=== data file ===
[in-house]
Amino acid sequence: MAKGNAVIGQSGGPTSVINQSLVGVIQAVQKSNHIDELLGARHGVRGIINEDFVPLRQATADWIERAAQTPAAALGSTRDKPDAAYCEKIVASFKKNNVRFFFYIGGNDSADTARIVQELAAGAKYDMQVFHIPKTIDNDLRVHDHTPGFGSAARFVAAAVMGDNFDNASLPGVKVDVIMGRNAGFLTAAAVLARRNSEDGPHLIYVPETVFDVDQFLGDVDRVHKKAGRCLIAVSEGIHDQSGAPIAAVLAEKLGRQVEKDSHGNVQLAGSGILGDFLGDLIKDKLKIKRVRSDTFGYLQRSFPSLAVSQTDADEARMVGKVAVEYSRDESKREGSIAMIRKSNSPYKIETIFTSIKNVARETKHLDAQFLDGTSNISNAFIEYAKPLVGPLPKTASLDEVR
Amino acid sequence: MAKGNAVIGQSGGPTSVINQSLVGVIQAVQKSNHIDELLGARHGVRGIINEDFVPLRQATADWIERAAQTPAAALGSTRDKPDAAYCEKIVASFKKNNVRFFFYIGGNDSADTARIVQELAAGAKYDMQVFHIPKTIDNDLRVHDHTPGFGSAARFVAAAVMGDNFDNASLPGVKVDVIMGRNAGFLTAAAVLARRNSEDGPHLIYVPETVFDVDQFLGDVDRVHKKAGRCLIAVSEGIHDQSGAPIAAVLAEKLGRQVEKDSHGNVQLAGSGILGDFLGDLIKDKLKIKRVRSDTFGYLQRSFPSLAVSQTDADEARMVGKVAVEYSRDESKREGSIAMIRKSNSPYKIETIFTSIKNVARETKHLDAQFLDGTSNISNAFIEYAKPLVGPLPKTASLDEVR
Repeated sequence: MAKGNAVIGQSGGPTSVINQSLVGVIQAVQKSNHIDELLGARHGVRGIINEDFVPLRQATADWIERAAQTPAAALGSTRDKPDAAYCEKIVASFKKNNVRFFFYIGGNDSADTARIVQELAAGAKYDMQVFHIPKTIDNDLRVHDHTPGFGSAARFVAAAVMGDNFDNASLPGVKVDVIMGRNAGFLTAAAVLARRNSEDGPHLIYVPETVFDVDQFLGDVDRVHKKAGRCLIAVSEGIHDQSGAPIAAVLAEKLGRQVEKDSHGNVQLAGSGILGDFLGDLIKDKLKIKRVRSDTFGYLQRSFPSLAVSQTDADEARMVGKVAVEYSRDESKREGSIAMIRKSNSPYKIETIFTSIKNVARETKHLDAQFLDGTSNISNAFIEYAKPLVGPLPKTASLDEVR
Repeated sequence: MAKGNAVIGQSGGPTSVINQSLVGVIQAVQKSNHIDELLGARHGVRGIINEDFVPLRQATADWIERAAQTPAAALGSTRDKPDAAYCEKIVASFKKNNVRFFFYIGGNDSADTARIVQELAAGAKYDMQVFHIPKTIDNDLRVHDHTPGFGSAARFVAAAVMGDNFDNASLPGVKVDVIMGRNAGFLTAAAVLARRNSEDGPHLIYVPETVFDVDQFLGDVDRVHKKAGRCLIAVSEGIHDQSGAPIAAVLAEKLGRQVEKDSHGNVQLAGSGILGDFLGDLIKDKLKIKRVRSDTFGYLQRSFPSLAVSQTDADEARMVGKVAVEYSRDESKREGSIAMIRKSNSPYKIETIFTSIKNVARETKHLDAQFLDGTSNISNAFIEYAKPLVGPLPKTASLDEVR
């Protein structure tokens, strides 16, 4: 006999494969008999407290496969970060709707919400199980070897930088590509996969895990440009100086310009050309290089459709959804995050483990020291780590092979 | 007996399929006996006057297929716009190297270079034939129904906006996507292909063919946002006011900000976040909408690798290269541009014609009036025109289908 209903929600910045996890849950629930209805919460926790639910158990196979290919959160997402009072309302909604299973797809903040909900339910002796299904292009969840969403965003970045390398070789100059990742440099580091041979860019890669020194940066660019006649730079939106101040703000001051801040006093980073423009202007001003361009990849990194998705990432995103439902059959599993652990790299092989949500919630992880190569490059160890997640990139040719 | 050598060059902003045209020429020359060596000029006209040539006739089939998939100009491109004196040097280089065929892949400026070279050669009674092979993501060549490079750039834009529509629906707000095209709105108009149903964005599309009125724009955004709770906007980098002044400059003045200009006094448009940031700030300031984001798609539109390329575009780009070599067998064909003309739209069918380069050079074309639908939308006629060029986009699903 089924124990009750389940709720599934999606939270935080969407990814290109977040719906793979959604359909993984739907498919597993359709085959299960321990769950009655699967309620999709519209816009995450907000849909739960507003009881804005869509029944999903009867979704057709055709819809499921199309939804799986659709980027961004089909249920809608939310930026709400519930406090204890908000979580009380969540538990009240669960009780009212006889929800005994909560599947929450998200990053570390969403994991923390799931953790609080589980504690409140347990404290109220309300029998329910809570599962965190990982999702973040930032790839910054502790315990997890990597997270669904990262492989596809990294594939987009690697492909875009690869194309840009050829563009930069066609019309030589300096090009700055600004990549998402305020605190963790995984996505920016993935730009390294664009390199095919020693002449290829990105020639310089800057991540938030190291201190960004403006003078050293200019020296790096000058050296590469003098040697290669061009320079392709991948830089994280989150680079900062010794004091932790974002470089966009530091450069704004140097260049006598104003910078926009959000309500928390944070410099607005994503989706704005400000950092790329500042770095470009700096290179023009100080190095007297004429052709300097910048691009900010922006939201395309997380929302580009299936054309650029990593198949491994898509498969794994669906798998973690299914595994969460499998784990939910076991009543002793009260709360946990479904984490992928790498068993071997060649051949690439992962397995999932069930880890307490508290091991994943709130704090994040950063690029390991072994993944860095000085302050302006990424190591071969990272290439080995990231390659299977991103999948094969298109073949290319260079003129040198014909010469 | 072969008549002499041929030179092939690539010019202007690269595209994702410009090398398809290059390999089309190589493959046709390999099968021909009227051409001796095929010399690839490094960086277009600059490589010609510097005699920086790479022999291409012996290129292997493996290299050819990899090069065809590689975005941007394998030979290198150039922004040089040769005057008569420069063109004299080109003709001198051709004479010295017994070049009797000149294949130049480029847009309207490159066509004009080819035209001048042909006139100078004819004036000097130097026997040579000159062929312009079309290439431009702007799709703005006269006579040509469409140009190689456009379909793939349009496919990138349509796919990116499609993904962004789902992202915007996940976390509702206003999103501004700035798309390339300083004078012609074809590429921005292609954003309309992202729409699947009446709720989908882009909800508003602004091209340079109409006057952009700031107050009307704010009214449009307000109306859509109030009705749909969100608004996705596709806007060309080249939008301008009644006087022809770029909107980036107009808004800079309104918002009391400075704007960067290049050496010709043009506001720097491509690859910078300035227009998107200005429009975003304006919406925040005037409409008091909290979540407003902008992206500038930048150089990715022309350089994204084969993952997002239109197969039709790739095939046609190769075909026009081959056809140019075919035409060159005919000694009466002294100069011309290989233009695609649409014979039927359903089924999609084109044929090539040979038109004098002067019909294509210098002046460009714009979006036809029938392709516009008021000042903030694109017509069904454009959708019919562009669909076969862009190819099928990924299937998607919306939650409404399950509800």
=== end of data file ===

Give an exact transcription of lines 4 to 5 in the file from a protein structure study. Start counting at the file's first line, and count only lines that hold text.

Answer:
Repeated sequence: MAKGNAVIGQSGGPTSVINQSLVGVIQAVQKSNHIDELLGARHGVRGIINEDFVPLRQATADWIERAAQTPAAALGSTRDKPDAAYCEKIVASFKKNNVRFFFYIGGNDSADTARIVQELAAGAKYDMQVFHIPKTIDNDLRVHDHTPGFGSAARFVAAAVMGDNFDNASLPGVKVDVIMGRNAGFLTAAAVLARRNSEDGPHLIYVPETVFDVDQFLGDVDRVHKKAGRCLIAVSEGIHDQSGAPIAAVLAEKLGRQVEKDSHGNVQLAGSGILGDFLGDLIKDKLKIKRVRSDTFGYLQRSFPSLAVSQTDADEARMVGKVAVEYSRDESKREGSIAMIRKSNSPYKIETIFTSIKNVARETKHLDAQFLDGTSNISNAFIEYAKPLVGPLPKTASLDEVR
Repeated sequence: MAKGNAVIGQSGGPTSVINQSLVGVIQAVQKSNHIDELLGARHGVRGIINEDFVPLRQATADWIERAAQTPAAALGSTRDKPDAAYCEKIVASFKKNNVRFFFYIGGNDSADTARIVQELAAGAKYDMQVFHIPKTIDNDLRVHDHTPGFGSAARFVAAAVMGDNFDNASLPGVKVDVIMGRNAGFLTAAAVLARRNSEDGPHLIYVPETVFDVDQFLGDVDRVHKKAGRCLIAVSEGIHDQSGAPIAAVLAEKLGRQVEKDSHGNVQLAGSGILGDFLGDLIKDKLKIKRVRSDTFGYLQRSFPSLAVSQTDADEARMVGKVAVEYSRDESKREGSIAMIRKSNSPYKIETIFTSIKNVARETKHLDAQFLDGTSNISNAFIEYAKPLVGPLPKTASLDEVR